A bench grinder performs a range of woodworking tasks, including knife repair. Garden knives often get blunt, especially after a hectic season. Working with a blunt knife means you need to exert additional pressure, and you might not achieve a clean cut. A dull knife also puts more strain on your arms, hands, and back.
Most gardeners use whetstones to sharpen them, which may not be useful if the knife is extremely dull. A whetstone only hones the blade keeping it sharp in between the actual sharpening. A bench grinder, on the other hand, sharpens removes a small amount of the knife material to produce the sharp edge.
It also comes in handy when sharpening large gardening, grafting or pruning knives, then a bench grinder should come in handy. This is because grafting and propagation knives should be razor-sharp for the best results.
Also, bench grinder wheels spin at an incredibly high speed that trims off any dings and nicks, leaving the knife sharp. Also, the device provides a more affordable solution compared to buying a new garden knife.
How to sharpen a garden knife using a bench grinder:
- Blunt knife
- Bench grinder
Clean the Knife
Clean the blade using a wire brush and wipe the surface using an oily rag to remove rust and dirt. Be sure to apply some general-purpose oil, too, as garden tools are prone to rust if not treated regularly.
Inspect the Number of Blades
Inspect the knife to find out the number of blades it has. Pruning knives, for example, have two sharpened sides while pocket knives have one flat and one bladed side.
Sharpening the Knife
Turn the bench grinder on and place the blade on the tool rest to start grinding. Then, apply light downward pressure while pushing the edge forward to sharpen a knife with a straight blade.Turn the knife over, holding the blade flat against the wheel, brushing it across the surface to remove rough edges.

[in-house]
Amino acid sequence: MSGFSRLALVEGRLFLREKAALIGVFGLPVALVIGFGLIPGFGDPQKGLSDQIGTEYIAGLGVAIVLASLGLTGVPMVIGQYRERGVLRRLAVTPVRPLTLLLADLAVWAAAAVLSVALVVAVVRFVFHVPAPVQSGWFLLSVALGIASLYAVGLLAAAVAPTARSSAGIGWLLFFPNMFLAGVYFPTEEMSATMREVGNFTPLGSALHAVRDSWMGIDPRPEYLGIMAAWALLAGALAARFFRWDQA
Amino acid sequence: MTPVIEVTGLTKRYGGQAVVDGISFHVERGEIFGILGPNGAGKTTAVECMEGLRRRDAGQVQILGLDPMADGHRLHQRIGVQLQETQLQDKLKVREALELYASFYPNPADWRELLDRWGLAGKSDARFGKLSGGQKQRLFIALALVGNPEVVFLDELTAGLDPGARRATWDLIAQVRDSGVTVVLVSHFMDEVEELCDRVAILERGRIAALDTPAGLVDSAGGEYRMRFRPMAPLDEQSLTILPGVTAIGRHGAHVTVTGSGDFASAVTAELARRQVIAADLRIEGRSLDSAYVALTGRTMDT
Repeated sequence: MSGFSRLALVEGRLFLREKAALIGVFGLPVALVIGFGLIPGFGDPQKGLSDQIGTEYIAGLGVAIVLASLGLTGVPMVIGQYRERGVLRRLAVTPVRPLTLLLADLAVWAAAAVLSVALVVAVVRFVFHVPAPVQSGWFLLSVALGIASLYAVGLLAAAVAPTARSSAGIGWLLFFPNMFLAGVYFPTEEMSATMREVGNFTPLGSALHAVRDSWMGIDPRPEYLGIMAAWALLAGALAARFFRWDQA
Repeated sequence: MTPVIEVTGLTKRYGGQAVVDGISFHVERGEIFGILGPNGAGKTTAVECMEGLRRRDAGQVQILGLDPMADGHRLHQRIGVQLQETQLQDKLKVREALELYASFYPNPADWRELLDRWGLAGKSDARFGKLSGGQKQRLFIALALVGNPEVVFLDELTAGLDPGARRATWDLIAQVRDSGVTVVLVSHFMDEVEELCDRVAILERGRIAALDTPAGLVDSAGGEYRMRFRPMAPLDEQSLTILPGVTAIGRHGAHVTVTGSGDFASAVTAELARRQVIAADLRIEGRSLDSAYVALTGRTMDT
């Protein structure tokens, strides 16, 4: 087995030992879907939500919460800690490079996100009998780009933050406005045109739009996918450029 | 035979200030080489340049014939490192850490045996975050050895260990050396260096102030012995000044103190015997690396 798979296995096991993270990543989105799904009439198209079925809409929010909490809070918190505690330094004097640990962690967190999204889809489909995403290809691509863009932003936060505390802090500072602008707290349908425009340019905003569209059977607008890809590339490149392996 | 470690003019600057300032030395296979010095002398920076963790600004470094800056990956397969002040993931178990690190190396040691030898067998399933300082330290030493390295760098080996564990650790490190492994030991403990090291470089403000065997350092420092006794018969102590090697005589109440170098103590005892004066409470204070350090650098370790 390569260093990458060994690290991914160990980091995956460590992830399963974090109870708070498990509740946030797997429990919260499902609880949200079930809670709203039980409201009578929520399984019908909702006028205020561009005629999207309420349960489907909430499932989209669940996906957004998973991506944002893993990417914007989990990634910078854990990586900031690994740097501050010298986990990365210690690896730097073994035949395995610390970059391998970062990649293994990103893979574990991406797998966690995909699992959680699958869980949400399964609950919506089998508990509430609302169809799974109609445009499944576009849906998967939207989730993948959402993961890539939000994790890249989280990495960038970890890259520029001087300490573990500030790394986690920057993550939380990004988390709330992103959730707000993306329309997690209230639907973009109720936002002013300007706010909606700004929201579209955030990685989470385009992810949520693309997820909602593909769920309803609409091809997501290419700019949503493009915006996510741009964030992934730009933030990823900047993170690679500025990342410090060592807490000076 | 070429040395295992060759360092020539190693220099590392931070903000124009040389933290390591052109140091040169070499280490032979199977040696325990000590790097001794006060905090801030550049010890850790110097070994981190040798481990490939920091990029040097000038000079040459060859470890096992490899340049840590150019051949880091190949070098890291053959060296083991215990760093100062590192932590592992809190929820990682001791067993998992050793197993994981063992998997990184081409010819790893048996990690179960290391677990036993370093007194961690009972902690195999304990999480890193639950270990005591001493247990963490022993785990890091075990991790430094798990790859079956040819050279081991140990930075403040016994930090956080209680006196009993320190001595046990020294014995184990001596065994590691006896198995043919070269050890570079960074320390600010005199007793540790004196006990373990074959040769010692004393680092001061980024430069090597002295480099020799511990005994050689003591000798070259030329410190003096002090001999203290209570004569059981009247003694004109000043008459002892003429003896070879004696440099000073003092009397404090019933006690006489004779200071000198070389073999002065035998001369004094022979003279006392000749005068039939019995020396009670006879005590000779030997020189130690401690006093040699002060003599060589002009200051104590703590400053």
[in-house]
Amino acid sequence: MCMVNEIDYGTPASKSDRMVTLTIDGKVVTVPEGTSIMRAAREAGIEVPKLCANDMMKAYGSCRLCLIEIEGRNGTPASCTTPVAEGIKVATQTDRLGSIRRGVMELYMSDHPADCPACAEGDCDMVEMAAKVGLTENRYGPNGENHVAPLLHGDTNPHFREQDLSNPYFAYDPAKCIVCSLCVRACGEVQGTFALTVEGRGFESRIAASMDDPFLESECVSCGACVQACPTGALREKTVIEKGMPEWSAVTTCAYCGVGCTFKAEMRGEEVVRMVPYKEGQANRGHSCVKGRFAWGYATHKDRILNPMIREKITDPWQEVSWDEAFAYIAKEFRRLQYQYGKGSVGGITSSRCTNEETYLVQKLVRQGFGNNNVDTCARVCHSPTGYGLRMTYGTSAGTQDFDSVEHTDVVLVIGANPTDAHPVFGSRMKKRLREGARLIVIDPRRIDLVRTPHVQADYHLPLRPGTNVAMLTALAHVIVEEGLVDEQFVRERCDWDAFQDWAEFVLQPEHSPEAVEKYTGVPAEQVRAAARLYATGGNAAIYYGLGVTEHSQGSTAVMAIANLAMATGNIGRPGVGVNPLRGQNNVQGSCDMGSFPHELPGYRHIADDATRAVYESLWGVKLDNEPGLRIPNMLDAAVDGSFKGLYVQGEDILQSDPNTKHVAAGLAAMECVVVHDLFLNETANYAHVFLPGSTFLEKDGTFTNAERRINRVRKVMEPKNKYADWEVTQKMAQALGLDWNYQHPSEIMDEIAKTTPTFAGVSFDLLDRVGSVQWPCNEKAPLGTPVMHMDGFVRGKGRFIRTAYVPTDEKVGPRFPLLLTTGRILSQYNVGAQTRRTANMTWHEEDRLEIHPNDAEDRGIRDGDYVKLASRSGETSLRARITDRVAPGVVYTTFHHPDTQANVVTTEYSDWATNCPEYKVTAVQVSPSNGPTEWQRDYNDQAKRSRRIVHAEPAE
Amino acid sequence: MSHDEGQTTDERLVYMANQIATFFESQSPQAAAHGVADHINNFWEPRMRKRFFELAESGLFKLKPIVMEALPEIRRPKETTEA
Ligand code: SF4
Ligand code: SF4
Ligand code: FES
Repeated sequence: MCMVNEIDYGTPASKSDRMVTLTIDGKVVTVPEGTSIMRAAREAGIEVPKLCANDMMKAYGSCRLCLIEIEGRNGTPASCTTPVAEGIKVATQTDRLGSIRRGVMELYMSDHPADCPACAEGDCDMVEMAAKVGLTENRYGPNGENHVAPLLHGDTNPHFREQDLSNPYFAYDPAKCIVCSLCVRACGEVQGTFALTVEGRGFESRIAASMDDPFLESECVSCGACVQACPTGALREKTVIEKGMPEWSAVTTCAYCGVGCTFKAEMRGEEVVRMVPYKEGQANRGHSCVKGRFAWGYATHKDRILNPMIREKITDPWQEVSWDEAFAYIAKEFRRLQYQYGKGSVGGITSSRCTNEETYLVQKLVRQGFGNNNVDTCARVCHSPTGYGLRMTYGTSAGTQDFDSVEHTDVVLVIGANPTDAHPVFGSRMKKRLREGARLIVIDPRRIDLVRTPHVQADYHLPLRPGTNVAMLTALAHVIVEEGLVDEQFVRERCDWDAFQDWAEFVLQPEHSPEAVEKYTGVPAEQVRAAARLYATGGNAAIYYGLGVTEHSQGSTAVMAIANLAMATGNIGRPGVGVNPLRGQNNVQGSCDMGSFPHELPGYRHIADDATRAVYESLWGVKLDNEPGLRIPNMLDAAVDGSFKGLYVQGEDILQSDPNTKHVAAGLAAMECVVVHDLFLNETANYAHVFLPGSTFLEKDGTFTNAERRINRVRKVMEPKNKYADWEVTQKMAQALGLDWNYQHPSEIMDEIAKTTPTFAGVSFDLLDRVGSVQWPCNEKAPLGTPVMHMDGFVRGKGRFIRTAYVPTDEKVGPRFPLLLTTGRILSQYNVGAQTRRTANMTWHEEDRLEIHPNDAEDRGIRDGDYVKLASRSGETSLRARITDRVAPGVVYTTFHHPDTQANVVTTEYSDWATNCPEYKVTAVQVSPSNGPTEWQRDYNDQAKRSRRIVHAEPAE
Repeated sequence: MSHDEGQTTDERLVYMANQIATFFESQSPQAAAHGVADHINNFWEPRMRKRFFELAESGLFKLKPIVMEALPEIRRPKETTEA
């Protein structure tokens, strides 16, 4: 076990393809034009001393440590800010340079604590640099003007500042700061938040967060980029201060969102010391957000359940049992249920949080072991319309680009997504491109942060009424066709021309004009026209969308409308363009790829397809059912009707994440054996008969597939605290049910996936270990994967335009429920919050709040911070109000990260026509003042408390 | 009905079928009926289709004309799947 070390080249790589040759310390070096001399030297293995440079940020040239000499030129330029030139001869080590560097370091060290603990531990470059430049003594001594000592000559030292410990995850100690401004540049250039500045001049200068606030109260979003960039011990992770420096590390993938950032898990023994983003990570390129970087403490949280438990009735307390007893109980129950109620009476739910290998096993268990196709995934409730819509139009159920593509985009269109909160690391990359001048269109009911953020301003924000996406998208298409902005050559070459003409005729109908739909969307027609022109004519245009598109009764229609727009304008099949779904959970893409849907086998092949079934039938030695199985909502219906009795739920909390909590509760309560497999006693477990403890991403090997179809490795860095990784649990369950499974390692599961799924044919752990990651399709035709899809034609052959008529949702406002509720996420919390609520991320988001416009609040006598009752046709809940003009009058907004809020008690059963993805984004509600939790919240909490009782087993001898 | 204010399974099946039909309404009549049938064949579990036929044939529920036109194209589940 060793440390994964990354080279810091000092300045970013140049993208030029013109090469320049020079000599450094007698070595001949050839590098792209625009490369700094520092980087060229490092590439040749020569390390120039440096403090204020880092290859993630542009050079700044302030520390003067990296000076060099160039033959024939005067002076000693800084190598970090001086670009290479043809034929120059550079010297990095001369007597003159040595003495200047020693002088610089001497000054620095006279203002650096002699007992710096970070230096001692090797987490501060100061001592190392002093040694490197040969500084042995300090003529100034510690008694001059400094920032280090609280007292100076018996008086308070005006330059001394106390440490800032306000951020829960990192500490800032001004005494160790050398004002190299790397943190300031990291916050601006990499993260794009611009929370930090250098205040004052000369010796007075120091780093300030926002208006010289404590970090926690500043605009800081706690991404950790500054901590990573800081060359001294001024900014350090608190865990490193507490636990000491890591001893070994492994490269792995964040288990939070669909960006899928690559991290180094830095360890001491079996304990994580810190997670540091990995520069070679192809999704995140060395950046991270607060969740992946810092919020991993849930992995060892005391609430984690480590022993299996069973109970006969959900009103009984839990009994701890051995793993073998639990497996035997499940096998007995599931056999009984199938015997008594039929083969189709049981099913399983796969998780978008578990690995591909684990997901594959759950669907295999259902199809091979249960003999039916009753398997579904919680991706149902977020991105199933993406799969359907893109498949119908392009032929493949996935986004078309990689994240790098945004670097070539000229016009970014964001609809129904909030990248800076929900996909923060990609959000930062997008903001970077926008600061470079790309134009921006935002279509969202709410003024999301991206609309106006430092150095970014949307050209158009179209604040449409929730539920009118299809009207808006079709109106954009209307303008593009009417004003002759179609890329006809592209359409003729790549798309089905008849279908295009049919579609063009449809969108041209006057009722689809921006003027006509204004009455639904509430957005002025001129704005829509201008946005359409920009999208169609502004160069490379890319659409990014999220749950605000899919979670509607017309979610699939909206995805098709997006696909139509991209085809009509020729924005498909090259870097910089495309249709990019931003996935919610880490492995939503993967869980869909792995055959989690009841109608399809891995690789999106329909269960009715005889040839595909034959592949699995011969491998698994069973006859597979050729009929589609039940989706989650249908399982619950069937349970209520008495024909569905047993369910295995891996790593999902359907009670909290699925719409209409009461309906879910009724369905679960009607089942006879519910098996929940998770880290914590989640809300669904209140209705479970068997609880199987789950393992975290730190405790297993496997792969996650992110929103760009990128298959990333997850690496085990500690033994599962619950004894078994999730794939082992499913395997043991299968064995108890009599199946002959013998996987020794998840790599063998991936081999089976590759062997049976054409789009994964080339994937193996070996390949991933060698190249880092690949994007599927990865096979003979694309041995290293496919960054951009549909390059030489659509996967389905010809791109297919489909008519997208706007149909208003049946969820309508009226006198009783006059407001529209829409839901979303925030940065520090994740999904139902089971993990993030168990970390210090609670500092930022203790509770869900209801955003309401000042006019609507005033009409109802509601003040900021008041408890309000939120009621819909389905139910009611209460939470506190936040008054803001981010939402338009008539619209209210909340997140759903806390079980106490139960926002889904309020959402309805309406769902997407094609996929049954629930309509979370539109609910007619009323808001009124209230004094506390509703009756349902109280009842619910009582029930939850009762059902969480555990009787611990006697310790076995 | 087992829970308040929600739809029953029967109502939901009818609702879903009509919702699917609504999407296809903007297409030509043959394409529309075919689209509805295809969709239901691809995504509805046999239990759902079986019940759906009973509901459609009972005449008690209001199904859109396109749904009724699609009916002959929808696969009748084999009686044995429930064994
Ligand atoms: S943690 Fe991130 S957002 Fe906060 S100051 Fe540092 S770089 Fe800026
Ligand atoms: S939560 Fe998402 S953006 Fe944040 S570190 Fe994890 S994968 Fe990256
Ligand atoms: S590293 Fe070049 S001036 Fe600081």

The same process applies to knives with double-sided blades to keep the blade balanced. For single-sided blades, check the flat side for sharp burrs. You can remove them by running the flat side of the edge across the coarse-grit wheel several times. Avoid sharpening this side of the blade as it affects the cutting impact.
Test for Sharpness
Hold the sheet of paper and rest the blade at the top edge. If the knife cuts through with minimal effort, then it is sharp; if not, repeat the process. Then wipe the blade and store it in a dry place.
- Avoid using a vice: A vice keeps the knife in one position during the grinding process. This position is known as a gut reaction and should be avoided because sharpening a knife is not a linear process. Instead, the blade should move naturally against the grinding wheel to get the proper edge
- Allow the natural movement of the knife: Follow the natural curve of the blade when sharpening the knife. The bench grinder pulls the blade into line as you sharpen, and it is essential to follow it. This movement keeps you from grinding one position of the knife. It also helps move the blade on time
- Maintain the correct angle: you should avoid sharpening the blade with the side sitting flush against the bench grinder. This position only causes the blade to become shiny, but it does not mean the knife is sharp. Experts recommend maintaining a 45-degree angle when sharpening a knife
- Apply moderate pressure: Beginners often apply a lot of pressure on the knife when grinding. The excessive force may cause the blade to chip, and you may lose control of the Yblade. Keep in mind; the wheel is already spinning fast; hence, it does not need additional pressure to help it sharpen the knife. You only need to set it at the right angle and leave it to do the work following the natural curvature of the grinder
- Regulate the speed: Bench grinders rotate at high speed, which makes it difficult to sharpen knives. You need to reduce the speed of the bench grinder and ensure it is still sufficient to sharpen the tool